In this migration guide, web developer Dominik describes different challenges and stumbling blocks when migrating the version of the management tool “GitLab”. In the example shown, version 10.0.2 is migrated from a web server with VM Debian v7 to a current Debian v10 on-premises system. The use of Docker simplifies the installation process. We hope that this step-by-step guide will help everyone who is migrating or upgrading GitLab.

First: what is GitLab?

In many software projects, the source code is not at the customer but in the custody of the service provider. The decentralized management tool “GIT” offers many advantages in terms of version management. The “GitLab” web application goes one step further: developers are supported with a web interface for user management. The tool also enables the integration of other services such as the “Easy Redmine” ticket system.
In this migration example, GitLab was deployed to a public web server about three years ago. To date: Without any kind of problematic incidents. GitLab is now to be migrated to an      on-premises system as part of a restructuring.

Forging challenges and stumbling blocks when planning
GitLab version 10.0.2. previously ran on a Debian v7 server and is now to be migrated to a current Debian v10. A plan has been quickly drawn up for this.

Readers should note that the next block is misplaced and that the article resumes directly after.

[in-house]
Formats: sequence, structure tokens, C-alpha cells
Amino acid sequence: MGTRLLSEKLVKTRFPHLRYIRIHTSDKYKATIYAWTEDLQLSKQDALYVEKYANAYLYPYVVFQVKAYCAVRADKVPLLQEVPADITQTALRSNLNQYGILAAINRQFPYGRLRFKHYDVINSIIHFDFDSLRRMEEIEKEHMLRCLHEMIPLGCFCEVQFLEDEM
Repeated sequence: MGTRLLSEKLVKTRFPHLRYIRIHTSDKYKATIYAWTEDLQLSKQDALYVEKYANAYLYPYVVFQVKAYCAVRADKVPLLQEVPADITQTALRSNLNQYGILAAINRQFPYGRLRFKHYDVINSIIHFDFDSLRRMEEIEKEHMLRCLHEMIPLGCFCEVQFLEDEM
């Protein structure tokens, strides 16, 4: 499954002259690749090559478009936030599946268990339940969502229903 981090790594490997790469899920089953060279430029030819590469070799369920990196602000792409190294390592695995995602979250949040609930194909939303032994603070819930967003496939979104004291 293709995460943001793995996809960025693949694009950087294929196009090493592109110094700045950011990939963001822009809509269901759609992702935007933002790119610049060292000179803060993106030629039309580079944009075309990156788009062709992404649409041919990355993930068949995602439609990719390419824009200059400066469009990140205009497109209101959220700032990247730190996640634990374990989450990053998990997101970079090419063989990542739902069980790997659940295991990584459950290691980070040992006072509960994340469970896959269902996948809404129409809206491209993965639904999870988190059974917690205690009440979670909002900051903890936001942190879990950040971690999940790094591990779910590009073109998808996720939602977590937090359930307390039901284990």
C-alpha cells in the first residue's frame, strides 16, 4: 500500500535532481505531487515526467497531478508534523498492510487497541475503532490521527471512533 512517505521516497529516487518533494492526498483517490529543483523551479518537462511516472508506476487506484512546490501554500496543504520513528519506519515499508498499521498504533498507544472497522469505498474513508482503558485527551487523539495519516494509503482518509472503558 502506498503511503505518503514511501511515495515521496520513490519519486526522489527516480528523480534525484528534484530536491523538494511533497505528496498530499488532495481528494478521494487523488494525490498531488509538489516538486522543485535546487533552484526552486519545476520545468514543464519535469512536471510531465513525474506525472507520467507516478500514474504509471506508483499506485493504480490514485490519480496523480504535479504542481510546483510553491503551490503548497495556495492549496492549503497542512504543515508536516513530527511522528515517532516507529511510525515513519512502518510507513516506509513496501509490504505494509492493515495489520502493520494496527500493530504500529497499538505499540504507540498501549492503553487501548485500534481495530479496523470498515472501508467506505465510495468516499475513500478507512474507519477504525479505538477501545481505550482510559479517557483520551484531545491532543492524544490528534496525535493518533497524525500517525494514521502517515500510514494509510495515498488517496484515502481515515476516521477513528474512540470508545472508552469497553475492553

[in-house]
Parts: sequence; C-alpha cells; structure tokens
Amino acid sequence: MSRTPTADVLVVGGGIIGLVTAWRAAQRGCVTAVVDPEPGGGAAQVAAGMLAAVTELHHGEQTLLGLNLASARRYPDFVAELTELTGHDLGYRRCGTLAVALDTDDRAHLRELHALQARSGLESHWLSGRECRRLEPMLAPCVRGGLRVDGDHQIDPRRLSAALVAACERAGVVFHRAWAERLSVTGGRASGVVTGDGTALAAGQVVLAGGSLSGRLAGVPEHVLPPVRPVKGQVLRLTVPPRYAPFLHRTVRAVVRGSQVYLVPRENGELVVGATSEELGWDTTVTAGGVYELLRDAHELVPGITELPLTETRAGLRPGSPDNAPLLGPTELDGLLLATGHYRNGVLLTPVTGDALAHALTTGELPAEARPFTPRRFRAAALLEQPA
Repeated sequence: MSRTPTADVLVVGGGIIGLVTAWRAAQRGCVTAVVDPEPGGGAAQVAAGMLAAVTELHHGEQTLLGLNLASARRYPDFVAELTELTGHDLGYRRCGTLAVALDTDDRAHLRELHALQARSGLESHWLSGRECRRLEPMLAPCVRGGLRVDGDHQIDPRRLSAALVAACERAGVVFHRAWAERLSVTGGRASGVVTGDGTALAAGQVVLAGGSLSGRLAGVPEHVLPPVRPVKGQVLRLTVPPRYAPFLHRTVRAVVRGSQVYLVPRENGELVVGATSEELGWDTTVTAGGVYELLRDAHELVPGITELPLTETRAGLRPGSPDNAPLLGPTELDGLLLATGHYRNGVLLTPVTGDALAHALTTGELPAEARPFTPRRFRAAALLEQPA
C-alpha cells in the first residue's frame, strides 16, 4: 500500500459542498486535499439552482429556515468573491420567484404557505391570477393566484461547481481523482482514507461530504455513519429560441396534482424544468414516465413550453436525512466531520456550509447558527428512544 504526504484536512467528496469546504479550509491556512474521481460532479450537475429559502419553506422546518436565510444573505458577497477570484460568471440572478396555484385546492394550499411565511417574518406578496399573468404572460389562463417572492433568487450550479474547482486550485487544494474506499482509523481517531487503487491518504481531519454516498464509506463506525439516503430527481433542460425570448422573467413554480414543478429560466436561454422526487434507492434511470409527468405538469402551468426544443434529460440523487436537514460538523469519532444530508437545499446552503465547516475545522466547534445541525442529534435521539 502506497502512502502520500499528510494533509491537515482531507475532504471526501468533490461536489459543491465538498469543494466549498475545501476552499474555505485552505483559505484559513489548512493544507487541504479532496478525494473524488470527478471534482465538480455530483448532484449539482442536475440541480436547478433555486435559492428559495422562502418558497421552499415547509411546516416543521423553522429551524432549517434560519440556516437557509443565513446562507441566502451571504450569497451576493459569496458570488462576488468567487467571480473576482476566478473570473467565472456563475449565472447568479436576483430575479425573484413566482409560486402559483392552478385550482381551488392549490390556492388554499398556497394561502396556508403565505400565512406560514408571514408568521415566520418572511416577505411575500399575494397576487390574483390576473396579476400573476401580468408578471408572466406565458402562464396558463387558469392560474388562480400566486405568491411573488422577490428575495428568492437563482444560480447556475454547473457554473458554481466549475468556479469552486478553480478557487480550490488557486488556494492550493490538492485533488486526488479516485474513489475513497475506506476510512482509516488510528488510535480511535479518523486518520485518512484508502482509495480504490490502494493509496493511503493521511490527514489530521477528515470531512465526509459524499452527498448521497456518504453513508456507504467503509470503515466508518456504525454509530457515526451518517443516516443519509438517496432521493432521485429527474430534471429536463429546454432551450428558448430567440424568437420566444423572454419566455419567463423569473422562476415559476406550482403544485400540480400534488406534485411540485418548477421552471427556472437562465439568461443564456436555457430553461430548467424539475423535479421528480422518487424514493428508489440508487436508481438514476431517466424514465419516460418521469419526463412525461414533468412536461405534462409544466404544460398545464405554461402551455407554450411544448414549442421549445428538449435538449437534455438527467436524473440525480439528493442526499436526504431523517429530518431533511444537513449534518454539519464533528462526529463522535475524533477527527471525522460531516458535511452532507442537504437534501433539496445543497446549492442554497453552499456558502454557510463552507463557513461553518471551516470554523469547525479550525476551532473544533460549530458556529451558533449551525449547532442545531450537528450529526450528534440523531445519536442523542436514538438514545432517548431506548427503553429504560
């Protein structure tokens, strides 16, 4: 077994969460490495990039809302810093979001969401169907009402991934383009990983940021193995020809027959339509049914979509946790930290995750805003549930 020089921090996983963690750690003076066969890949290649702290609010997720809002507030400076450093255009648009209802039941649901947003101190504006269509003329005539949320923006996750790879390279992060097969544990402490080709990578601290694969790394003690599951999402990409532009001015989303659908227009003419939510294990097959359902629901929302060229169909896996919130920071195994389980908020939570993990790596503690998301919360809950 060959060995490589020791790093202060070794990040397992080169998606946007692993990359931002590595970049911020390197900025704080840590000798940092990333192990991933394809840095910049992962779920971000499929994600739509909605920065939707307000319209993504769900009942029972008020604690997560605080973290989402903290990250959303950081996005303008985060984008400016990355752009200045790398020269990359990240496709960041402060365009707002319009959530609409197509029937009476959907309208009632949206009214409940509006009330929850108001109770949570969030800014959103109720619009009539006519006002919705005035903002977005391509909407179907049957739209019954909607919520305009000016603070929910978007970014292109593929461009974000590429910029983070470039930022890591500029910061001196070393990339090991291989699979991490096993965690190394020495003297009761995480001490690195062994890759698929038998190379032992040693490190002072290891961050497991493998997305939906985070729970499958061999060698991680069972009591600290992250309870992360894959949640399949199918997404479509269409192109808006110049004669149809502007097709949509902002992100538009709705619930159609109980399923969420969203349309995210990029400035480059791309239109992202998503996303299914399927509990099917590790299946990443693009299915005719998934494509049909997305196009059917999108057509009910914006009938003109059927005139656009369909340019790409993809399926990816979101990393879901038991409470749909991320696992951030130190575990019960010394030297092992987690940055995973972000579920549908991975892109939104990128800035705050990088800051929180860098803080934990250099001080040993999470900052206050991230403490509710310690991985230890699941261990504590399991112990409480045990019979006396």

The plan:
1. Create and extract backup on old server.
2. Install a new GitLab on a new server.
3. Import backup to new server.
Not quite …

“You can only restore a backup to exactly the same version and type (CE / EE) of GitLab on which it was created.” Quelle: GitLab, (2020)

  1. So we need exactly the same version of GitLab on the new server as on the old one. A new plan quickly began.The new plan:
    1. Create and extract backup on old server.
    2. Install the old GitLab on a new server.
    3. Import backup to new server.
    4. Upgrade GitLab to the current version.

In its installation instructions, GitLab itself recommends that the installation is to be carried out using “Omnibus“. Omnibus installs all required programs, such as “PostgreSQL”, “Redis” and “Unicorn”.

GitLab Application Architecture

When looking for the old packages, it turned out that there is no „Omnibus support for the GitLab version that we are using. So, shall we install everything manually instead? There is an alternative though: Docker.

Docker Container

Why Docker? Why not….

Docker is a software that creates an isolated environment through container virtualization. Only the resources required are available for a program. In our case, a GitLab container holds all the necessary programs and tools.

A great advantage of this isolation is that you can easily remove a container without leaving any data garbage in case it does not work properly. In this example, we use Docker analog to Omnibus. True to the motto: We have it all covered.
In the “DockerHub” there is even an old container package for the version GitLab 10.0.2 – YES!
A new improved plan is all that is needed right now.

The improved new plan:
1. Create and extract backup on the old server.
2. Install Docker and GitLab Container.
3. Import the backup on the new server.